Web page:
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June 23, 2020/COVID-19

Five Common Questions About Physical Therapy in the COVID-19 Era

How to make PT safe and effective — in-person and at home


When Ohio issued a shelter-in-place order in mid-March to slow the spread of COVID-19, physical therapy (PT) appointments for Cleveland Clinic Rehabilitation and Sports Therapy decreased by approximately 75%. Therapists at the healthcare system’s 55-plus rehab locations immediately began calling patients to touch base.


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“The biggest question we heard has been, ‘Are you open?’” says Mary Stilphen, PT, DPT, Senior Director of Rehabilitation and Sports Therapy. “One of our main messages to patients is that we are open for business, we have safe environments and people can come to see us.”

Not all patients are comfortable with in-person PT during the pandemic, so Cleveland Clinic also offers virtual visits for PT. “Most of our initial evaluations are in-person, unless the patient is very uncomfortable with that,” says Stilphen. “After the evaluation, we make a joint decision with the patient: Is their condition appropriate to treat virtually, or is it more effective for them to come into the clinic?”

Questions like this are common among therapists and patients across the U.S. — and often searched online — as people grapple with how to continue PT. Below are five frequently asked questions, along with how Cleveland Clinic therapists are responding to them.

1) Is PT necessary, or can it be put “on hold” during the pandemic?

“People who are in pain, who are recovering from surgery or who have a functional deficit need to move to live,” says Stilphen. “PT is really important.”

It also provides much-needed socialization for some patients, such as the elderly. “A number of geriatric patients have insisted on coming in throughout the pandemic,” says Christine Schulte, PT, MBA, Outpatient Director of Rehabilitation and Sports Therapy at Cleveland Clinic. “We are able to interact with people who are otherwise shut in at home. It’s been comforting for both patients and staff.”

2) Is in-person PT safe?

Therapists at Cleveland Clinic reassure patients that PT treatments are quite safe. “In every clinic, we have maintained social distancing, starting from when patients check in to our waiting rooms,” says Stilphen. “We have reconfigured all our treatment spaces to ensure there is at least six feet between people, understanding that therapists touch patients.” All therapists and patients have their temperature checked prior to entry and wear masks. In addition, equipment and surfaces are cleaned between patients, and hand sanitizer is placed next to every piece of equipment.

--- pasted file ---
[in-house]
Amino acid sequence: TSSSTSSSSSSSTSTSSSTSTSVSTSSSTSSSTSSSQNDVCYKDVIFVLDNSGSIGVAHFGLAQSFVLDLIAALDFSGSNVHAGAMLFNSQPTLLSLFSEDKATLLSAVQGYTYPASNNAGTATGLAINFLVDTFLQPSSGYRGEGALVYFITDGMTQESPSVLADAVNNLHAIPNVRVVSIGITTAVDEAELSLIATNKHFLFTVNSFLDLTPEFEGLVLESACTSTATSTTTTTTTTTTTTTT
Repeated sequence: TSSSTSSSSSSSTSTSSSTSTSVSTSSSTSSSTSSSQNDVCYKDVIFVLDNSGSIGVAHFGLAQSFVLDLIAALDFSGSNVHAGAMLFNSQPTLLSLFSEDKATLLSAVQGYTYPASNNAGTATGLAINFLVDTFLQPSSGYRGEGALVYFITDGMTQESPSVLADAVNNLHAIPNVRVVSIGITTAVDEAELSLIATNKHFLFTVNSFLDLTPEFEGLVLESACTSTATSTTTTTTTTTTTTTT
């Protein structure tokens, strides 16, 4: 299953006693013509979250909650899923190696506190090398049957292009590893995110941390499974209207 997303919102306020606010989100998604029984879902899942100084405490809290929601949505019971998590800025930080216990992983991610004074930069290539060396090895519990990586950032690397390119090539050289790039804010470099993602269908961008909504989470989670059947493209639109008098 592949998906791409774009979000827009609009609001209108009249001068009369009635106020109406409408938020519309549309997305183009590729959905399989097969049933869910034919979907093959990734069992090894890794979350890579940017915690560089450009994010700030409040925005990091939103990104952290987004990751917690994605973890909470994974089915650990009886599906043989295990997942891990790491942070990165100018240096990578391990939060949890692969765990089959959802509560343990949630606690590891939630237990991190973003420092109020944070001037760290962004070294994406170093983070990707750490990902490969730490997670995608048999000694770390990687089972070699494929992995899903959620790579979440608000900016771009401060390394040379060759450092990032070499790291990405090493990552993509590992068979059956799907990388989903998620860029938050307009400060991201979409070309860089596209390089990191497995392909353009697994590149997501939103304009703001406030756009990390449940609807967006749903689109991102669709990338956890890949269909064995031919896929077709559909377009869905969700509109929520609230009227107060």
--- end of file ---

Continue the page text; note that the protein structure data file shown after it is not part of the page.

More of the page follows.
“Staff keep a constant eye on the movement of patients in the clinic,” says Schulte. “It’s well choreographed. As people move to use one piece of equipment, a therapist who has another patient leads them to a different area.”

3) What kinds of PT can be done virtually?

“For patients who don’t necessarily need hands-on PT — where you can watch their movements and change them on the fly — virtual PT can be beneficial,” says Stilphen. For instance, patients recovering from hip or knee replacement surgery are good candidates for virtual PT, as are many patients with chronic pain.


However, patients who need assistance to move, who are at risk for falls, who have a movement disorder or who have a neurological injury with a functional deficit should continue in-person PT, if possible. For some patients, Cleveland Clinic has adopted a hybrid model. “They come in, are challenged and advance in their therapy,” says Schulte. “In the interim, we touch base virtually, make suggestions for increasing weight or exercise repetition, and provide education.”

4) How can I adapt my PT routine at home?

Many patients don’t own weights or exercise equipment, and both brick-and-mortar and online stores quickly sold out of fitness products. “Our therapists have gotten creative helping patients exercise at home using everyday items and furniture,” says Schulte. For example, they have suggested that patients use cans of vegetables in place of free weights or count pennies to practice fine motor skills.

Walking outside has replaced walking on a treadmill in a clinic. However, therapists encourage patients to walk four houses down the block and back again several times rather than 20 houses down and back. “We don’t want patients to go too far from home and then not be able to safely get back,” explains Schulte.

5) Is at-home PT as effective as in-person visits?

“We can give patients an effective exercise program to follow at home, but it won’t ever replace what we do at the clinic,” says Stilphen. “Not totally.” At the same time, she adds, virtual visits do offer some upsides, such as giving therapists an inside look at patients’ homes. “We can better see how patients function in day-to-day life and spot hazards for people with mobility issues, such as throw rugs or clutter.”

The road ahead

At its apex, virtual PT appointments accounted for about 25% of Cleveland Clinic’s total PT volume. By June, that figure had dropped to 5%. Despite the decline, Stilphen and Schulte believe virtual PT can continue to play a role in the future. And they are glad they can offer a combination of in-person and virtual visits during the coronavirus pandemic.

“We are proud of how much we’ve accomplished in the past three-and-a-half months to benefit our teams, our patients and society,” says Stilphen. “We have been able to keep people moving.”


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